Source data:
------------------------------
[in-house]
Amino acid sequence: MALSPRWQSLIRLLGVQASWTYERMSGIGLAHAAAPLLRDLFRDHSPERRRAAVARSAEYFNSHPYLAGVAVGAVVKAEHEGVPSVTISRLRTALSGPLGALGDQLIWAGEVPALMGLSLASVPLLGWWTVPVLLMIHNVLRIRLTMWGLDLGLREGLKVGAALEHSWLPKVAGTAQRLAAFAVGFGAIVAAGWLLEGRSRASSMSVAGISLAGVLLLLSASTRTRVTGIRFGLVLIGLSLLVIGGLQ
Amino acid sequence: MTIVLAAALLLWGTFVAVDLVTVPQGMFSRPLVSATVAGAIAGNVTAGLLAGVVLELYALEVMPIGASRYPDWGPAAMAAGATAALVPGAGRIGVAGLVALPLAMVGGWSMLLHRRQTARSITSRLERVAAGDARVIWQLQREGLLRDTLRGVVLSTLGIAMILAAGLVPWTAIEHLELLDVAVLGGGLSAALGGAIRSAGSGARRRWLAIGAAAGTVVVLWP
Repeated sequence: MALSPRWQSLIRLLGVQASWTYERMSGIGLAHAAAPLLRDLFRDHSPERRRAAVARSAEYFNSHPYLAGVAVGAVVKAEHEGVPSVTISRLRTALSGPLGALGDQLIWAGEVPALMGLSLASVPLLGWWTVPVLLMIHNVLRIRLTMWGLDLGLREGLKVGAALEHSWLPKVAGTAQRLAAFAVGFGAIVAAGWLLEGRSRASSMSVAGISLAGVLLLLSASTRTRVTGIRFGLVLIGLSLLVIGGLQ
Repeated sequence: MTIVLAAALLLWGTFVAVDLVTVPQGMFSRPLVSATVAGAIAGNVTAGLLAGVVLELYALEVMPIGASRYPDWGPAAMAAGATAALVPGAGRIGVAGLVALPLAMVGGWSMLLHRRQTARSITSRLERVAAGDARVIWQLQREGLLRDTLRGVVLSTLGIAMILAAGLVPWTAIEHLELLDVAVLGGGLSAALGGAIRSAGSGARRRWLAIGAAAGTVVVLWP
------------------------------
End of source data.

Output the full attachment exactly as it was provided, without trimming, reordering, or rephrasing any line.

[in-house]
Amino acid sequence: MALSPRWQSLIRLLGVQASWTYERMSGIGLAHAAAPLLRDLFRDHSPERRRAAVARSAEYFNSHPYLAGVAVGAVVKAEHEGVPSVTISRLRTALSGPLGALGDQLIWAGEVPALMGLSLASVPLLGWWTVPVLLMIHNVLRIRLTMWGLDLGLREGLKVGAALEHSWLPKVAGTAQRLAAFAVGFGAIVAAGWLLEGRSRASSMSVAGISLAGVLLLLSASTRTRVTGIRFGLVLIGLSLLVIGGLQ
Amino acid sequence: MTIVLAAALLLWGTFVAVDLVTVPQGMFSRPLVSATVAGAIAGNVTAGLLAGVVLELYALEVMPIGASRYPDWGPAAMAAGATAALVPGAGRIGVAGLVALPLAMVGGWSMLLHRRQTARSITSRLERVAAGDARVIWQLQREGLLRDTLRGVVLSTLGIAMILAAGLVPWTAIEHLELLDVAVLGGGLSAALGGAIRSAGSGARRRWLAIGAAAGTVVVLWP
Repeated sequence: MALSPRWQSLIRLLGVQASWTYERMSGIGLAHAAAPLLRDLFRDHSPERRRAAVARSAEYFNSHPYLAGVAVGAVVKAEHEGVPSVTISRLRTALSGPLGALGDQLIWAGEVPALMGLSLASVPLLGWWTVPVLLMIHNVLRIRLTMWGLDLGLREGLKVGAALEHSWLPKVAGTAQRLAAFAVGFGAIVAAGWLLEGRSRASSMSVAGISLAGVLLLLSASTRTRVTGIRFGLVLIGLSLLVIGGLQ
Repeated sequence: MTIVLAAALLLWGTFVAVDLVTVPQGMFSRPLVSATVAGAIAGNVTAGLLAGVVLELYALEVMPIGASRYPDWGPAAMAAGATAALVPGAGRIGVAGLVALPLAMVGGWSMLLHRRQTARSITSRLERVAAGDARVIWQLQREGLLRDTLRGVVLSTLGIAMILAAGLVPWTAIEHLELLDVAVLGGGLSAALGGAIRSAGSGARRRWLAIGAAAGTVVVLWP